The “Quality” Save

According to Wikipedia, a sportswriter in 1985 coined the term “quality start” and defined it as a pitcher’s completing six innings while surrendering three or fewer runs. Whether this is an “official” statistic – whatever that might mean – I have no idea. I have also been unable to learn whether such a quality start loses its quality if the pitcher in question gives up a fourth run after the sixth inning. Many commentators have criticized the standard as too lenient, pointing out that allowing a run every other inning isn’t so great, and a 4.50 ERA is only acceptable for a team’s fifth starter. But decades of computer analysis have shown that the pitchers with the most quality starts are invariably the best pitchers by every other measure, so the concept, meaningless or not, has lingered.
The save, by contrast, has been an official Major League statistic since 1969, although it has been refined in the years since. It can be earned in several ways, but the most common is by finishing a win while pitching the 9th inning with a lead of three runs or less. The creation and glorification of this statistic led to the emergence of a specific position on every roster: the “closer.” Modern analytics-driven managers have recently started to deviate, but for many years – certainly every year that Ron Gardenhire was managing the Twins – every time a team entered the 9th with a three-run lead or less, the manager brought in the closer. Conversely, if the lead exceeded three runs, another pitcher would be used – even if the lead had been three and the closer had been warming up. This mindless worship of the Save obscured the fact that this statistic was arbitrary and relatively meaningless. It also led to hugely inflated salaries for those relievers who had been anointed closers.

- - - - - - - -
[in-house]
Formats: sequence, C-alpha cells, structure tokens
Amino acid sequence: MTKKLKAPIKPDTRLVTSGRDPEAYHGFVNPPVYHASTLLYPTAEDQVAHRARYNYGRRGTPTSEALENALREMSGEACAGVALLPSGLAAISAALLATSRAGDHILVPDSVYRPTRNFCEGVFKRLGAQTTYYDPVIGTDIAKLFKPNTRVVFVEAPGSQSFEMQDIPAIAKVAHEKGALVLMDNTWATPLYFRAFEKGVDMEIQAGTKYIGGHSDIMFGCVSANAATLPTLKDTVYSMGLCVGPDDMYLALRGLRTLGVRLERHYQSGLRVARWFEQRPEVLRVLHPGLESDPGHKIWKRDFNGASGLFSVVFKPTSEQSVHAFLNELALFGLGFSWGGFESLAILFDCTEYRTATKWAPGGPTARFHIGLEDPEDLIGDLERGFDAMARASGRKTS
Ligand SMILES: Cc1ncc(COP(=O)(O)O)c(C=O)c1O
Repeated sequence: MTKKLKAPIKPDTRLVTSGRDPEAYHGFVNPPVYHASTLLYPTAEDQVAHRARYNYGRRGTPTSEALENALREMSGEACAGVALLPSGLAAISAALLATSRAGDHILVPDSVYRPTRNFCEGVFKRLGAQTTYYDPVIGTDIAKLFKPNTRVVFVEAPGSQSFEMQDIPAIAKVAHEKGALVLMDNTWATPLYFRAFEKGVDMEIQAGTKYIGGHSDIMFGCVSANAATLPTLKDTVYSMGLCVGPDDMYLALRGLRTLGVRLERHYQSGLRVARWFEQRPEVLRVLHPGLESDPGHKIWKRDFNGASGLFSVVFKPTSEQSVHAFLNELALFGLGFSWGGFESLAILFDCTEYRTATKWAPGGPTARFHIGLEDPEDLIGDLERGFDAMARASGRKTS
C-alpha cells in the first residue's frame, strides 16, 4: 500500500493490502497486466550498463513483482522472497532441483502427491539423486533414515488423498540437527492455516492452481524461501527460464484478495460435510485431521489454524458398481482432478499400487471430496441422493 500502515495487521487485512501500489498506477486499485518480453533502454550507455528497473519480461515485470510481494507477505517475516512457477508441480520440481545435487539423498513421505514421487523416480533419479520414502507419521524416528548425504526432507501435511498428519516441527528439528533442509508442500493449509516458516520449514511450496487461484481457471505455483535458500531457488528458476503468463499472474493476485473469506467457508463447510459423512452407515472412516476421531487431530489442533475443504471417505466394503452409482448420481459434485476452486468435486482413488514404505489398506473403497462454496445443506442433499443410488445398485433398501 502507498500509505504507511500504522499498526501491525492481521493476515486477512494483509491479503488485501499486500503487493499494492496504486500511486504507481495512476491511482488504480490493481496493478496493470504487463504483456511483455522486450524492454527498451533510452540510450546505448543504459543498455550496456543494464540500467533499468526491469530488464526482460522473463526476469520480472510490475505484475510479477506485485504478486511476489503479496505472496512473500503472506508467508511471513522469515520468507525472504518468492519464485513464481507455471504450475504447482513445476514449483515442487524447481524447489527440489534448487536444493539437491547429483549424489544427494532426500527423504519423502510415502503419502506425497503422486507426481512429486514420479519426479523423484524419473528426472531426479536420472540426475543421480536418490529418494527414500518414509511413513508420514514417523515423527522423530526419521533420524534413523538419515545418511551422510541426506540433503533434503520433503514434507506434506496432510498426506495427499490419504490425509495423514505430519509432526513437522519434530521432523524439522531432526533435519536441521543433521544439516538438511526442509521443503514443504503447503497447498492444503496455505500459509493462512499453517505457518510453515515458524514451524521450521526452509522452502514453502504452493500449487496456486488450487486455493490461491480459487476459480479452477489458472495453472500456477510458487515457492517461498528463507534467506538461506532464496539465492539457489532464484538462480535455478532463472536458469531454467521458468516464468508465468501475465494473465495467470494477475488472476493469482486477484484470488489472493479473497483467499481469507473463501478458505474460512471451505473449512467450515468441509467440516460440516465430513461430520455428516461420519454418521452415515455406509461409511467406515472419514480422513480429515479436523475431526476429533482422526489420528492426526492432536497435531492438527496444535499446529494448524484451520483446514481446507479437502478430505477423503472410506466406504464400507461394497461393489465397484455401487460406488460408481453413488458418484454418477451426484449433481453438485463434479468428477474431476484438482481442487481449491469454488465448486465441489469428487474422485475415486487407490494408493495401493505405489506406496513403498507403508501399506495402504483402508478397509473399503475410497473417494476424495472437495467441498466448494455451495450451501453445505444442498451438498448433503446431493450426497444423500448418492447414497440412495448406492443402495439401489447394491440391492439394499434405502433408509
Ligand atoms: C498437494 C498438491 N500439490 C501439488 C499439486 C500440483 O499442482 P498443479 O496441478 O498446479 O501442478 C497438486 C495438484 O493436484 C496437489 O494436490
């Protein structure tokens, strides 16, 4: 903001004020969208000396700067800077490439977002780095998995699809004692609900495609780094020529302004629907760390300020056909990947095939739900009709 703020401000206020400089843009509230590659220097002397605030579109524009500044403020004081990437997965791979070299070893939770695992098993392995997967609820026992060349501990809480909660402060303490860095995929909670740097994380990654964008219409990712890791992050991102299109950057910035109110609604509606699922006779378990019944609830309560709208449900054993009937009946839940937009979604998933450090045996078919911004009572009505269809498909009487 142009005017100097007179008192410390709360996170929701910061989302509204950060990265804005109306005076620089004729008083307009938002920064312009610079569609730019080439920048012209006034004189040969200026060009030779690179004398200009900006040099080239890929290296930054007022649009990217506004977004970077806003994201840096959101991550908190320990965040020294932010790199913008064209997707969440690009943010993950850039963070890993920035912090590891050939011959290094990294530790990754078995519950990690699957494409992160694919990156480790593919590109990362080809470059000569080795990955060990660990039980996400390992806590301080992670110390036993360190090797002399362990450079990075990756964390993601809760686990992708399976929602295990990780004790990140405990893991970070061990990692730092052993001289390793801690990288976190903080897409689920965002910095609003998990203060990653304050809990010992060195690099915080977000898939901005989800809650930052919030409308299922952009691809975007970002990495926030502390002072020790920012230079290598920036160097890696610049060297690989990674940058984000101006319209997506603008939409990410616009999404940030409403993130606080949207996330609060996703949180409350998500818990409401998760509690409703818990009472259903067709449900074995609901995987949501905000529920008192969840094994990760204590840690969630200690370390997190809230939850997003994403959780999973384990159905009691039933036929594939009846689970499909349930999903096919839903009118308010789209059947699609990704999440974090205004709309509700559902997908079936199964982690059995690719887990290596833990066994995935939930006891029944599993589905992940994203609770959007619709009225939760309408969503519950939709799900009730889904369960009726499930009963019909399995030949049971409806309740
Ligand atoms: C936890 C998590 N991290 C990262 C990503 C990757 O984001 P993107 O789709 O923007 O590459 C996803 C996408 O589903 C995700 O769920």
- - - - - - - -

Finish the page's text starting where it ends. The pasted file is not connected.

To take the obvious example: a reliever enters in the 9th with a 3-0 lead and gives up two runs before recording the final out. He should be rewarded for this? Apparently I am not the first to notice this, as Wikipedia informs that in 2000 Rolaids, which gives reliever awards, came up with the “tough save,” when the reliever enters the game with the tying run on base. Never having heard of this, however, I shall assume this idea went nowhere.
My idea is to introduce, instead, the “quality save,” to correspond to the quality start. My test would be simple: if the reliever faces the potential tying run without being responsible for any of the runners on base and finishes the game while maintaining a lead. (The aforementioned “tough” save specified having the tying run on base; but as baseball has evolved and the home run has become so prevalent, I consider the situation sufficiently perilous if the tying run is at the plate.) This not only eliminates the no-stress three-run, one inning save, it eliminates the save when the reliever starts the 9th with a two-run lead. He can allow a run and still record an official save; he just won’t get a quality save. If a reliever is asked to pitch only one inning and he can’t do it without allowing a run, it’s not a quality effort – period.
As with every iteration of a save rule – and there have been many, both official and unofficial – there is another situation that makes my simple rule not so simple, and it involves a reliever’s entering the 9th with runners already on base. If he has a four-run lead but the bases are loaded, he will be facing the potential tying run – thus making him eligible for my quality save. What if he allows all three runners to score but still preserves the victory? How does that count as “quality”? Still, his assignment is infinitely more challenging than that of the reliever who faces a clean slate. If the latter can give up two hits and a walk and still record a quality save, why shouldn’t the former be able to, as well?
The other problem with quantifying a closer’s saves and listing league leaders for the category is that the playing field is not level (see my earlier post on rbi’s). Obviously, a pitcher can only get a save if his team is winning; therefore, the teams that win the most will inevitably offer their closer many more save opportunities than the Miami Marlins, who are usually behind in the 9th inning. A better statistic than total saves is percentage of saves converted. Commentators do mention this – e.g., Blake Parker has converted 10 of 11 save opportunities for the Twins this year – but there is no listing by percentage. Maybe this could be an addendum; and maybe the same should be done for stolen bases.